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Rep. Lizzie Fletcher

Representative for Texas’s 7th District

pronounced LIH-zee // FLEH-cher

Fletcher is the representative for Texas’s 7th congressional district (view map) and is a Democrat. She has served since Jan 3, 2019. Fletcher is next up for reelection in 2024 and serves until Jan 3, 2025. She is 48 years old.

Photo of Rep. Lizzie Fletcher [D-TX7]


Fletcher proposed $66 million in earmarks for fiscal year 2024, including:

  • $10 million to Harris County Improvement District #3 for “West Alabama Street Multimodal Reconstruction Project”
  • $10 million to Fort Bend Independent School District (ISD) for “Mission Bend Elementary School Rebuild”
  • $8 million to Harris County Flood Control District for “Keegans Bayou Drainage Improvements near Old Richmond Road”

These are earmark requests which may or may not survive the legislative process to becoming law. Most representatives from both parties requested earmarks for fiscal year 2024. Across representatives who requested earmarks, the median total amount requested for this fiscal year was $39 million.

Earmarks are federal expenditures, tax benefits, or tariff benefits requested by a legislator for a specific entity. Rather than being distributed through a formula or competitive process administered by the executive branch, earmarks may direct spending where it is most needed for the legislator's district. All earmark requests in the House of Representatives are published online for the public to review. We don’t have earmark requests for senators. The fiscal year begins on October 1 of the prior calendar year. Source: Background: Earmark Disclosure Rules in the House


Legislative Metrics

Read our 2022 Report Card for Fletcher.

Ideology–Leadership Chart

Fletcher is shown as a purple triangle in our ideology-leadership chart below. Each dot is a member of the House of Representatives positioned according to our ideology score (left to right) and our leadership score (leaders are toward the top).

The chart is based on the bills Fletcher has sponsored and cosponsored from Jan 3, 2019 to Sep 22, 2023. See full analysis methodology.

Committee Membership

Lizzie Fletcher sits on the following committees:

Enacted Legislation

Fletcher was the primary sponsor of 4 bills that were enacted:

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Does 4 not sound like a lot? Very few bills are ever enacted — most legislators sponsor only a handful that are signed into law. But there are other legislative activities that we don’t track that are also important, including offering amendments, committee work and oversight of the other branches, and constituent services.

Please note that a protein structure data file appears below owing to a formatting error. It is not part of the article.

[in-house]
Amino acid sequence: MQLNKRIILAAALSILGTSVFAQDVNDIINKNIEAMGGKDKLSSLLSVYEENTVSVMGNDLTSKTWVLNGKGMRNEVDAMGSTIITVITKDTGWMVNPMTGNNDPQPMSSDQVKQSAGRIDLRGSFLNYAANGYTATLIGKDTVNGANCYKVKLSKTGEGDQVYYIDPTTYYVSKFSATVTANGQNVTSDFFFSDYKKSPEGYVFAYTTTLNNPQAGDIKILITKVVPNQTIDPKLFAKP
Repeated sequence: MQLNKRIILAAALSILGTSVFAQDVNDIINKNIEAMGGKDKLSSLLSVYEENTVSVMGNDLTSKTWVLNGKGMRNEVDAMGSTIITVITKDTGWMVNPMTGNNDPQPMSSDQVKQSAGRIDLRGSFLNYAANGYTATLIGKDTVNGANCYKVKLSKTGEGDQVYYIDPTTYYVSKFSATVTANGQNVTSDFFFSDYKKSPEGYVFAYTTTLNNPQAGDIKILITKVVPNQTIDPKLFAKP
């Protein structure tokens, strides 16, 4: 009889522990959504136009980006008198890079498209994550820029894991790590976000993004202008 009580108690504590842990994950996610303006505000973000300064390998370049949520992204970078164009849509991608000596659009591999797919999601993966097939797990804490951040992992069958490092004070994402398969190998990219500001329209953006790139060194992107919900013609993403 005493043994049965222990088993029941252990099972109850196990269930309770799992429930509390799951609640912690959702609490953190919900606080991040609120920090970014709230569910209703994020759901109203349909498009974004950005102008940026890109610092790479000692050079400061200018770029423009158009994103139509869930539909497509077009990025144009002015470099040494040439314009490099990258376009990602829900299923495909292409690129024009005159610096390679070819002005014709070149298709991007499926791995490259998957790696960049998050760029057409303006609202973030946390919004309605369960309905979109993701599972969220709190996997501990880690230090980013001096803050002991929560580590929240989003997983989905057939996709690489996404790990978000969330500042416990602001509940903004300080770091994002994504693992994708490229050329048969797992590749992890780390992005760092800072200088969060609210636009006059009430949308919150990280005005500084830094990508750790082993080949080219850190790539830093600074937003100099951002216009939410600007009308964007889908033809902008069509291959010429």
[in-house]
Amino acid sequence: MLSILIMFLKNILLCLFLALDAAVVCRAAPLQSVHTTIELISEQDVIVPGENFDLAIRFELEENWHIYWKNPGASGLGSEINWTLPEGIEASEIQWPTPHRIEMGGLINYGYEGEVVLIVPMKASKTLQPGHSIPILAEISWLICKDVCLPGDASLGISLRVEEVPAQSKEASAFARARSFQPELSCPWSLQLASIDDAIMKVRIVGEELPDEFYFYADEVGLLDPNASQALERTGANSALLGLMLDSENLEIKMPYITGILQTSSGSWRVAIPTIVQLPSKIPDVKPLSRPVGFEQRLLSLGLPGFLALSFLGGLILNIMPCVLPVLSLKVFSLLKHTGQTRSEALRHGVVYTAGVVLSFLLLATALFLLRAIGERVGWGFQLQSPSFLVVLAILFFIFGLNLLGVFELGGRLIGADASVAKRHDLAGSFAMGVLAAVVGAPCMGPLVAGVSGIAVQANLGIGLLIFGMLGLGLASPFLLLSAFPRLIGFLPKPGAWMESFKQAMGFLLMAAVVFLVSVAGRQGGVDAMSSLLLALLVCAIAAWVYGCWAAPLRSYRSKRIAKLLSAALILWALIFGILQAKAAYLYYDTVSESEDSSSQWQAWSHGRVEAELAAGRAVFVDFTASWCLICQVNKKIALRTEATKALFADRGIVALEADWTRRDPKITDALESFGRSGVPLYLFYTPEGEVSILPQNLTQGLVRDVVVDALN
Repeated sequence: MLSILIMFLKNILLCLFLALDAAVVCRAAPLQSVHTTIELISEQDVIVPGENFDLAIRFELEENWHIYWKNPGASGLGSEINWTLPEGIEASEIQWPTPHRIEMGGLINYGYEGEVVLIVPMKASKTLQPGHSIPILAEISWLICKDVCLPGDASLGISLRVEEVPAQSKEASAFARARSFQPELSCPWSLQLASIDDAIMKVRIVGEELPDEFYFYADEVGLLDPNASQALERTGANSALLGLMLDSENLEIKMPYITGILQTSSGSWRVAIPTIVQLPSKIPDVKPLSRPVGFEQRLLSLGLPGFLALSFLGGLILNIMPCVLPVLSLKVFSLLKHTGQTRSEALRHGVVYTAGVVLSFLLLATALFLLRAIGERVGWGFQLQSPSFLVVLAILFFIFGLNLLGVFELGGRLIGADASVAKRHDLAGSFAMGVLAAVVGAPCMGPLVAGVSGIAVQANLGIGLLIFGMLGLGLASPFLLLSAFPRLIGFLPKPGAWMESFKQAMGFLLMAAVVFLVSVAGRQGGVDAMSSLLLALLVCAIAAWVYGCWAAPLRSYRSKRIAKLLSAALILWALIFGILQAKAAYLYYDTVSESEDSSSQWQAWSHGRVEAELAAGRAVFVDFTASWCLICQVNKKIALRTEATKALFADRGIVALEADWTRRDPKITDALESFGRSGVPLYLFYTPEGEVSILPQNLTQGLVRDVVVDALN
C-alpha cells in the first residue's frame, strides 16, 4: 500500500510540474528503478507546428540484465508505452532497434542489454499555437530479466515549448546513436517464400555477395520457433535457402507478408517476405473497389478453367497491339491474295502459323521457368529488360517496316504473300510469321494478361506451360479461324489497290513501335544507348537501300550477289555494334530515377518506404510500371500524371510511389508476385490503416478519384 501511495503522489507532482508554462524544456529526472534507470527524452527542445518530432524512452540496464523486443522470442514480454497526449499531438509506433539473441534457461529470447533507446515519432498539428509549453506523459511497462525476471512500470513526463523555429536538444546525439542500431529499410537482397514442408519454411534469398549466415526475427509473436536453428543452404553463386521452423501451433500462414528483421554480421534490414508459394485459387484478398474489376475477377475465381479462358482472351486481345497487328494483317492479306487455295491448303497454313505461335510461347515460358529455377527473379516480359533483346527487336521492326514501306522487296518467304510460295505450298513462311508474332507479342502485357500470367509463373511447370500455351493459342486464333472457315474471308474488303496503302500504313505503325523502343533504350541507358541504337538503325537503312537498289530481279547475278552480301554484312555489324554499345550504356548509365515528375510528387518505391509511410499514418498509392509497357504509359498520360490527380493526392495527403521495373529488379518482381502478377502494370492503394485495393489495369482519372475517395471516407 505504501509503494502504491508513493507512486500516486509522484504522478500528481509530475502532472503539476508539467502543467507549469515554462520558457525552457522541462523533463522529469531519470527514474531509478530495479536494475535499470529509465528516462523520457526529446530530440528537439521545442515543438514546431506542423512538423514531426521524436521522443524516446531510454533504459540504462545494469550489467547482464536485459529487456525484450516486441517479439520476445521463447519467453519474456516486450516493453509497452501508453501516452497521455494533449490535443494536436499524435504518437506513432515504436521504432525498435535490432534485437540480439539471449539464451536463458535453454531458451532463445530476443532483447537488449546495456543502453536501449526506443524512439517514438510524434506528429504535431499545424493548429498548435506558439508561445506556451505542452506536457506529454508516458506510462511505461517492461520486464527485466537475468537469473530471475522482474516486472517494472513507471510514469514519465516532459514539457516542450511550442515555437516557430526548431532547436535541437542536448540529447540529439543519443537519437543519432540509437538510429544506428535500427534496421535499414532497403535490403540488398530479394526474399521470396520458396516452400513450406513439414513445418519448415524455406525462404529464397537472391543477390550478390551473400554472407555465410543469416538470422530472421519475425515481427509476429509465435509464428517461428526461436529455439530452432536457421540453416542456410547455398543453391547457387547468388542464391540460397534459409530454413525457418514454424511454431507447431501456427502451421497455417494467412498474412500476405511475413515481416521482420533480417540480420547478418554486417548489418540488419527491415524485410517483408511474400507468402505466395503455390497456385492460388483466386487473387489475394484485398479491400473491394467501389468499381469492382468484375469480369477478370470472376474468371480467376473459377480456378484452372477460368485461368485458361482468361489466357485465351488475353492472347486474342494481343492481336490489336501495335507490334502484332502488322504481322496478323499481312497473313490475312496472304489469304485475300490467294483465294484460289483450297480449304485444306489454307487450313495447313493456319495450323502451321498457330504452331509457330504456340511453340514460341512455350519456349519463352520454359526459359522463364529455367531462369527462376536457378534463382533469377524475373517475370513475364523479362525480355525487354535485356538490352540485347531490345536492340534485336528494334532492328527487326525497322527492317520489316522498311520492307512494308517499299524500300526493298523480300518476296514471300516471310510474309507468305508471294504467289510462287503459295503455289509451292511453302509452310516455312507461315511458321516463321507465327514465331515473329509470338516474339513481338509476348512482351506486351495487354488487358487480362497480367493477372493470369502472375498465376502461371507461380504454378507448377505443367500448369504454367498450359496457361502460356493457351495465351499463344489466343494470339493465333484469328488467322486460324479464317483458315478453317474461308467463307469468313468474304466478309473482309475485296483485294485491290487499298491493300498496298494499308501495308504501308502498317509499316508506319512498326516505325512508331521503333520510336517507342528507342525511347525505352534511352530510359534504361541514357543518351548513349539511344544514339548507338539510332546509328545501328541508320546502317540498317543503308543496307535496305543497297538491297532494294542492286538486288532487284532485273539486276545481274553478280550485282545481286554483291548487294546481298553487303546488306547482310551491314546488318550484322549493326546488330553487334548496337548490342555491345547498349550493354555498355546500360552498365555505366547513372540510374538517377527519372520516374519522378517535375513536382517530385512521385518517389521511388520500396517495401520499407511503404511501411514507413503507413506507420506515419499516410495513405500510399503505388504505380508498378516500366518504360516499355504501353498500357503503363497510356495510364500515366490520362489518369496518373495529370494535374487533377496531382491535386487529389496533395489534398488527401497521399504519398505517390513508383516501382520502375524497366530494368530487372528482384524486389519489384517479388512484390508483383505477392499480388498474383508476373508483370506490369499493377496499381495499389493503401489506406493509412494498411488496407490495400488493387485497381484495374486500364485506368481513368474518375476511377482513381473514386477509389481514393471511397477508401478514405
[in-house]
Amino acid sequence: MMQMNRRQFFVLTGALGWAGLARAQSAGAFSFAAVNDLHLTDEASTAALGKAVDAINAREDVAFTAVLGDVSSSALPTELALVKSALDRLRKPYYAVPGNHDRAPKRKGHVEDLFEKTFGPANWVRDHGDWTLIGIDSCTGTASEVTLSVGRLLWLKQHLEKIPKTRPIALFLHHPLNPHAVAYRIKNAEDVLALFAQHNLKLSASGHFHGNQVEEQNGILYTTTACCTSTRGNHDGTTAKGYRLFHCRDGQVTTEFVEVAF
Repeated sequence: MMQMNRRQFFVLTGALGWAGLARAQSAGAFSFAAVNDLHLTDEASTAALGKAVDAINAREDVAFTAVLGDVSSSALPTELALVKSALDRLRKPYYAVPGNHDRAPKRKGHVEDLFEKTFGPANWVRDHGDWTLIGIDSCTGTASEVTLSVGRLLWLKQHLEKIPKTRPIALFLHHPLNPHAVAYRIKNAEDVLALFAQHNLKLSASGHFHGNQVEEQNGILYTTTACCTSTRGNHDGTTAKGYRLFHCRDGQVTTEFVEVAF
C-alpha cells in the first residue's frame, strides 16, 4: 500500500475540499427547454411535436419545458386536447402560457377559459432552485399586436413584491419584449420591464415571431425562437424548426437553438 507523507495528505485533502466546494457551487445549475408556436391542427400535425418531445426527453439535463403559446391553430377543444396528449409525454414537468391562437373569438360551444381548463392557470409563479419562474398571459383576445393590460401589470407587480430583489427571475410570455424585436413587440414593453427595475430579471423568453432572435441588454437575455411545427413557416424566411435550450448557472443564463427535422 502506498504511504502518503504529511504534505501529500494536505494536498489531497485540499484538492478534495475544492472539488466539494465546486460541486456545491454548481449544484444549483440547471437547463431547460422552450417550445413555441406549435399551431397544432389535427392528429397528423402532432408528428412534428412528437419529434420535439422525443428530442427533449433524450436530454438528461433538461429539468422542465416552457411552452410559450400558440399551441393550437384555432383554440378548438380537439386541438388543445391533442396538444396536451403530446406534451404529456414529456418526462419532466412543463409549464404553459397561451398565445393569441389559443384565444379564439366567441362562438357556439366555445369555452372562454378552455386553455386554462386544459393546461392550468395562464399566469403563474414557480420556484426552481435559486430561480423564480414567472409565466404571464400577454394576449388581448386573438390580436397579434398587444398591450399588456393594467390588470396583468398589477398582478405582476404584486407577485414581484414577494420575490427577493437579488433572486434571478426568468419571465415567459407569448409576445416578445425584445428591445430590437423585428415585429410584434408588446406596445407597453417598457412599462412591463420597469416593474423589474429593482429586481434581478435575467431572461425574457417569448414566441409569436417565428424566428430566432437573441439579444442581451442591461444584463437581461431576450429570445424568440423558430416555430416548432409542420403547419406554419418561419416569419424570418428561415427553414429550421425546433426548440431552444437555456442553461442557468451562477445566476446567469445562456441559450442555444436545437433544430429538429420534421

We consider a bill enacted if one of the following is true: a) it is enacted itself, b) it has a companion bill in the other chamber (as identified by Congress) which was enacted, or c) if at least about half of its provisions were incorporated into bills that were enacted (as determined by an automated text analysis, applicable beginning with bills in the 110th Congress).

Bills Sponsored

Issue Areas

Fletcher sponsors bills primarily in these issue areas:

Energy (24%) Health (21%) Taxation (12%) Environmental Protection (12%) Science, Technology, Communications (9%) Emergency Management (9%) Armed Forces and National Security (9%) Commerce (6%)

Recently Introduced Bills

Fletcher recently introduced the following legislation:

View All » | View Cosponsors »

Most legislation has no activity after being introduced.

Voting Record

Key Votes

Fletcher voted Yea

Passed 248/180 on Jun 13, 2023.

Fletcher voted Nay

Fletcher voted Nay

Fletcher voted Yea

Fletcher voted Nay

Fletcher voted Nay

Fletcher voted Nay

Fletcher voted Yea

Passed 327/85 on Dec 21, 2020.

This bill became the vehicle for passage of the Consolidated Appropriations Act, 2021, a major government funding bill, which also included economic stimulus provisions due …

Fletcher voted Yea

Fletcher voted No

Fletcher voted Nay

Missed Votes

From Jan 2019 to Sep 2023, Fletcher missed 15 of 2,355 roll call votes, which is 0.6%. This is better than the median of 1.7% among the lifetime records of representatives currently serving. The chart below reports missed votes over time.

We don’t track why legislators miss votes, but it’s often due to medical absenses, major life events, and running for higher office.

Show the numbers...

Primary Sources

The information on this page is originally sourced from a variety of materials, including: